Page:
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Trump to order a study on abuses of U.S. trade agreements
April 29, 2017 / 1:05 AM / in 7 months

Trump to order a study on abuses of U.S. trade agreements

WASHINGTON (Reuters) - President Donald Trump will sign an executive order on Saturday seeking to identify any problems caused by the nation’s existing trade agreements, including an examination of U.S. involvement in the World Trade Organization, a top trade official said.

FILE PHOTO: The headquarters of the World Trade Organization (WTO) are pictured in Geneva, Switzerland, April 12, 2017. REUTERS/Denis Balibouse/File Photo

Commerce Secretary Wilbur Ross said his department would work to issue a report in 180 days outlining challenges with these trade deals and possible solutions.

Ross singled out the World Trade Organization as an entity that may need to make some changes, although he cautioned that the administration had not made any decisions yet.

“There’s always the potential for amending organization’s charters like the WTO, particularly when you’re in the position we are,” he said. “We’re the number one importer in the whole world.”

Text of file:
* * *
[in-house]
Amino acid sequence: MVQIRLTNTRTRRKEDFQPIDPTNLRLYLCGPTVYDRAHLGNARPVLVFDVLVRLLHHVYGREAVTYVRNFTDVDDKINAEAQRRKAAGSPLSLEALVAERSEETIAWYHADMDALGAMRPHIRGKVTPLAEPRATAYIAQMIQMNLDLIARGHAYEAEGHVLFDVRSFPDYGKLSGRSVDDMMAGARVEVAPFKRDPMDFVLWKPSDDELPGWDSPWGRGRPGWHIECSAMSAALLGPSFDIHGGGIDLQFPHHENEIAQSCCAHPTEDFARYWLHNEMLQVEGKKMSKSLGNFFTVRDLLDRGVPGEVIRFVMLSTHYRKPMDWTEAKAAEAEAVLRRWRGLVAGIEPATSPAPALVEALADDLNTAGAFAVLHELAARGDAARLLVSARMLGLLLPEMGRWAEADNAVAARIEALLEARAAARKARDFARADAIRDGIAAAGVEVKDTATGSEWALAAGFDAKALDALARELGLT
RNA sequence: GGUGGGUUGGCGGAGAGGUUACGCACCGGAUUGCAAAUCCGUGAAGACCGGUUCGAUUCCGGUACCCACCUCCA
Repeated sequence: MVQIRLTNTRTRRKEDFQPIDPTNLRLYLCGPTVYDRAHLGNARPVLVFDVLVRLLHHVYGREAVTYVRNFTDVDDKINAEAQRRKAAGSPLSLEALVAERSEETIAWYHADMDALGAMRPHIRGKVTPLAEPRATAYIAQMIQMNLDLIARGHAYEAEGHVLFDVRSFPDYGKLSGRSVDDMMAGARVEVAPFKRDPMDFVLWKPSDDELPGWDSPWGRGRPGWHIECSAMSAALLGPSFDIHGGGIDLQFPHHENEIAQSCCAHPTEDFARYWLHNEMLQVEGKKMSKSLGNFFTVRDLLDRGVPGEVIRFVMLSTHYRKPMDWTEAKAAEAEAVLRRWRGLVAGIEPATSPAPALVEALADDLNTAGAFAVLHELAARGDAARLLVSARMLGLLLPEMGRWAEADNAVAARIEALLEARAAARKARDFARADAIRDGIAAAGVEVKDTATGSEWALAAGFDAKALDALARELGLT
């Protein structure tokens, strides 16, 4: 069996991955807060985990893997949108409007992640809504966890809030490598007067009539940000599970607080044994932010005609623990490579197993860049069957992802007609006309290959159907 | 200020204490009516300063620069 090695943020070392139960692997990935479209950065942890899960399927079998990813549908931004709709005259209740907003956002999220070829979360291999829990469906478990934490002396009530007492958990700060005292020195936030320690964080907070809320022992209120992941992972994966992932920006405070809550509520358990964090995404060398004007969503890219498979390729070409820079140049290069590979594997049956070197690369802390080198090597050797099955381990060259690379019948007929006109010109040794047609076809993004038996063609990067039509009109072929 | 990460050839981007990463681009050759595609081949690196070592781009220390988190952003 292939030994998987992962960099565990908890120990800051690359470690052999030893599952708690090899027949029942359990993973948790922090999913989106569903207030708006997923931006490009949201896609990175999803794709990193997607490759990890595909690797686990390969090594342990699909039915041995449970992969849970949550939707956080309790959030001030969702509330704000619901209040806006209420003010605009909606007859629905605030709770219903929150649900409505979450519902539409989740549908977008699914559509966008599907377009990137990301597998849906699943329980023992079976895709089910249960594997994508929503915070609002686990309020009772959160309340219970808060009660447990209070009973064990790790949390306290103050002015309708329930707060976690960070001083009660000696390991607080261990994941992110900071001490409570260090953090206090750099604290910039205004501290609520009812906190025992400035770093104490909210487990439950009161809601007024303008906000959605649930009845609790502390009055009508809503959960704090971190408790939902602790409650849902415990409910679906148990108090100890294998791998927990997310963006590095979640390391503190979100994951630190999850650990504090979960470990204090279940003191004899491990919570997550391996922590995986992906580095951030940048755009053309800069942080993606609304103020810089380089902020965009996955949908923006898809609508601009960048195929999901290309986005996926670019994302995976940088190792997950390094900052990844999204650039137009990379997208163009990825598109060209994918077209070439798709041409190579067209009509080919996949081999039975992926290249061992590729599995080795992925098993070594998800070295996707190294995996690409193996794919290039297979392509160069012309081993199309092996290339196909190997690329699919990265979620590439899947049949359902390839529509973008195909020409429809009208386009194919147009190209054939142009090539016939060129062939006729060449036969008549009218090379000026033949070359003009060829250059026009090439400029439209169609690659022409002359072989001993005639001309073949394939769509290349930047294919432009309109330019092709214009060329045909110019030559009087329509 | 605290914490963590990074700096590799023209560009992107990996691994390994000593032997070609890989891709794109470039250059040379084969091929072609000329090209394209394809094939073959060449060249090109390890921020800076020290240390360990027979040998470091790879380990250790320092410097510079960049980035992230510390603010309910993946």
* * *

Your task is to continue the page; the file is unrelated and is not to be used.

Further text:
U.S. President Donald Trump delivers remarks at the National Rifle Association (NRA) Leadership Forum at the Georgia World Congress Center in Atlanta, Georgia, U.S., April 28, 2017. REUTERS/Jonathan Ernst

Ross raised concerns that the WTO is too bureaucratic and does not hold meetings often enough. He also argued that the WTO has an “institutional bias” in favor of exporters and against countries that are being “beleaguered by inappropriate imports.”

Remaking U.S. trade relations has been a top priority for Trump, who has argued that the United States has been treated unfairly in international trade.

Trump said on Thursday that he had been prepared to terminate the North American Free Trade Agreement (NAFTA) with Canada and Mexico, but backed off after calls from the leaders of those two countries.

The effects of NAFTA on the U.S. economy will also be examined in the new study.

Last month, Trump also issued an order calling for a major review of the causes of all U.S. trade deficits.

Reporting by Ayesha Rascoe; Editing by Jonathan Oatis

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